Tomatoes on the vineAugust in Your Garden – August is a great time to start planning your fall garden. While it’s still a little too warm to start cool-season vegetables, North and Central Florida gardeners may be able to plant a second crop of warm-season vegetables like tomato and eggplant. All Florida gardeners can start preparing for cool-season planting. Have your soil tested so you can add the proper amendments before planting, and plan out what you want to grow and where you’ll plant it.

pond feature set in patioWater Gardens — Adding a water garden is a great way to introduce new textures to your landscape; even a gentle fountain can add relaxing sounds to your backyard oasis. Just make sure that your water garden isn’t providing mosquitoes with a breeding ground. Bacillus thuringiensis israelensis (Bti) is safe for plants and animals; added to any permanent water feature in the landscape, it will prevent mosquitoes from becoming a problem.

Dog vomit slime mold on ground under shrubSlime Molds — Slime molds can be a shocking sight in the garden, but they are relatively harmless and usually dissipate on their own. Slime mold is caused by the fruiting bodies of Myxomycetes, a type of fungi regularly present in soil. It’s during these humid summer days that you may see slime mold develop. It may look like your lawn has been spray painted with black or grey paint. Or, in the case of “dog vomit” slime mold (Fuligo septica), you may see what looks like yellow foam in your landscape. There are no fungicides to treat slime mold, but you can lightly mow, rake, or use a forceful stream of water to break it up and restore your landscape to its aesthetic glory.

Read the full August issue.

Or subscribe today, and receive it directly by e-mail.

The Neighborhood Gardener – July 2016

This month in The Neighborhood Gardener:

Service Award Reminder – Master Gardener Coordinators, don’t forget to submit the names of your Master Gardeners for service awards. Florida Master Gardeners who have donated 10, 15, 20, 25, 30, or 35 years of continuous service will be recognized and receive a service award.

A variegated form of Cuban oreganoCuban Oregano – Cuban oregano (Plectranthus amboinicus) is an herb of ambiguous origin and many names. Mexican mint, Spanish thyme, and Indian borage are just a few; some people even call it “Vicks plant,” because its camphor and menthol aroma is similar to the cough salve.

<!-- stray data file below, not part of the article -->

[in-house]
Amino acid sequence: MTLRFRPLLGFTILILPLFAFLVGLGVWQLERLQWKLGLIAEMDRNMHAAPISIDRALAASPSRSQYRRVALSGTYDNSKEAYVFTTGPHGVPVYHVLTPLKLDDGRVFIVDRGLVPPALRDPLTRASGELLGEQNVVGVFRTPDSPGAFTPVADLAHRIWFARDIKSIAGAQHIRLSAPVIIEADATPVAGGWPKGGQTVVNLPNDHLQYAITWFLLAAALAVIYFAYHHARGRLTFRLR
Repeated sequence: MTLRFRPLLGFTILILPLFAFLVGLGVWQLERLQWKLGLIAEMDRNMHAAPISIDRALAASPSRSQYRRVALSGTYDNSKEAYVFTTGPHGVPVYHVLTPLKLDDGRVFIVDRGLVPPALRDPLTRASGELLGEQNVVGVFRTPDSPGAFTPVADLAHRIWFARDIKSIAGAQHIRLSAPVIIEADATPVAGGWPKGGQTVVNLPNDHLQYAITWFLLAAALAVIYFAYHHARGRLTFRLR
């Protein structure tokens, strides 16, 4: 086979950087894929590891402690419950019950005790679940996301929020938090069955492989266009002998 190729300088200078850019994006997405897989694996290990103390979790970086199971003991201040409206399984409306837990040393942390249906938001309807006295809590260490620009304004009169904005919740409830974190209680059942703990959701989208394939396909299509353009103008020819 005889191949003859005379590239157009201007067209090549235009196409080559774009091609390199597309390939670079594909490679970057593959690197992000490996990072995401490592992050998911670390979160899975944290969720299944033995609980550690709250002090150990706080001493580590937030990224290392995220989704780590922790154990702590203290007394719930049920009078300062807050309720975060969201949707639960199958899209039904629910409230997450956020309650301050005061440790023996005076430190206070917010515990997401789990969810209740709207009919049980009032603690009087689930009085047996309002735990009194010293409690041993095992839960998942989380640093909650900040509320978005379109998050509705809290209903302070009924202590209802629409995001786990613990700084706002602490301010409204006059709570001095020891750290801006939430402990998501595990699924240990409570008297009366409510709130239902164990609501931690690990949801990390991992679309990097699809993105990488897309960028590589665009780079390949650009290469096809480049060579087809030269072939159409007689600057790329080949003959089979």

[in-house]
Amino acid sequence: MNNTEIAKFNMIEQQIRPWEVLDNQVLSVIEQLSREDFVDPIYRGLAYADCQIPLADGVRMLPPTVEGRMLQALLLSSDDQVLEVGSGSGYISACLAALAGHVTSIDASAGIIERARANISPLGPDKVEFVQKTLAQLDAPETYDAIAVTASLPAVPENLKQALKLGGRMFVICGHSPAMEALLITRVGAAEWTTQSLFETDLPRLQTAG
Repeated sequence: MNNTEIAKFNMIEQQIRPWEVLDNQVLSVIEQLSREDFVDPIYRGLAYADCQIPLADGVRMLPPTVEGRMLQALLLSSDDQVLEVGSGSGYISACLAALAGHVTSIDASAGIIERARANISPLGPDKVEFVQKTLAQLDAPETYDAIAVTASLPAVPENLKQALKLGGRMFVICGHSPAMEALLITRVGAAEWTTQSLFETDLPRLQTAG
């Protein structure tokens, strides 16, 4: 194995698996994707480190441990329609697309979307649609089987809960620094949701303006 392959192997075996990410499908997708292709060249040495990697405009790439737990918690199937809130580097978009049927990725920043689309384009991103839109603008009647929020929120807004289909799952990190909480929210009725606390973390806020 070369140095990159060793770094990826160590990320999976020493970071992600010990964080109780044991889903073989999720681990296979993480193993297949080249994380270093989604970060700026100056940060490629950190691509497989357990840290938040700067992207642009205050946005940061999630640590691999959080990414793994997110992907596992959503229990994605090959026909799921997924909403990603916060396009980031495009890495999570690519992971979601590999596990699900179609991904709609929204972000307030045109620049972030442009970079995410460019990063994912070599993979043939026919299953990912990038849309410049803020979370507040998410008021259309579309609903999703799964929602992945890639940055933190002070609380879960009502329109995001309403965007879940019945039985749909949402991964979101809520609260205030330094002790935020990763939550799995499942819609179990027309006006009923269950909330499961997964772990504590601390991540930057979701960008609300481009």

WendyWendy’s Wanderings — For most Florida gardeners, vegetable gardening season is coming to a close. Hopefully your harvest has been bountiful. If you are holding on to those last tomato plants that are trying to ripen a couple more fruit, let me encourage you to let it go.

Hands working a clay mixture in bowlDIY Seed Balls — Making clay seed balls can be a fun summer project that will help keep you connected to your gardening when the temperatures make working outside difficult. This DIY tutorial will walk you through the steps for constructing seed balls. This is a great summer project for kids and adults alike. Not only is this an interesting and effective way of preserving seeds for your garden, the finished seed balls can make a unique and fun gardening gift!

Fruit of mulberry treePlant of the Month: Mulberry — Mulberry (Moras spp.) is a fruit producing tree that can provide gardeners tasty fruits and a rich history. Native red mulberry trees (M. rubra) have been enjoyed by people in North America for centuries; however there are also introduced white and black mulberry trees. The quality of fruit varies between trees with black mulberry trees producing the best fruits. Black mulberry trees have another quality that home gardeners often prefer—their mature height is much more appropriate for a home landscape than the quite tall native red mulberry tree.

Coleus plantsJuly in Your Garden – Plant heat-loving annuals like coleus and ornamental pepper, and be sure to water regularly. Continue planting palms while the rainy season is in full swing. Support large palms with braces for 6-8 months after planting. Nails should not be driven directly into a palm trunk.

watering container plants with watering canVacation Plant Care — Getting ready for a trip involves a fair bit of preparation, and considering the needs of your plants while you’re away is part of that. Whether you’re taking a summer sojourn to the beach or a long cross-country trek, your plants can be kept happy and healthy while you’re away.

whiteflies photo by Lance OsborneNew Whitefly — While the B-biotype whitefly has been in Florida since the mid-1980s, the Q-biotype whitefly was recently discovered in Palm Beach County. This new whitefly biotype is likely to cause problems for growers and even gardeners in Florida. If you suspect an infestation contact your local Extension office, but NEVER bring insects or affected plants to the Extension office. For more information on whiteflies, visit the UF/IFAS Mid-Florida Research and Education Center’s website.

Read the full July issue.

Or subscribe today, and receive it directly by e-mail.

The Neighborhood Gardener – June 2016

This month in The Neighborhood Gardener:

figsFig Trees – Native to the Mediterranean, the edible fig (Ficus carica) has been cultivated and enjoyed for centuries. Figs ripen on the tree and don’t ship well, so the best way to truly enjoy a fresh fig is from your local market, or better yet, your own fig tree. Luckily, Florida offers the right growing conditions and figs are fairly easy to grow in north and central Florida.

A rocky landscape, photo courtesy of Kim GableLandscaping on the Rocks – Monroe County, which includes the Florida Keys, presents some unique gardening challenges, even by Florida standards. While gardeners there have to deal with the heat, humidity, and the threat of hurricanes like the rest of the state, their location presents its own issues and opportunities.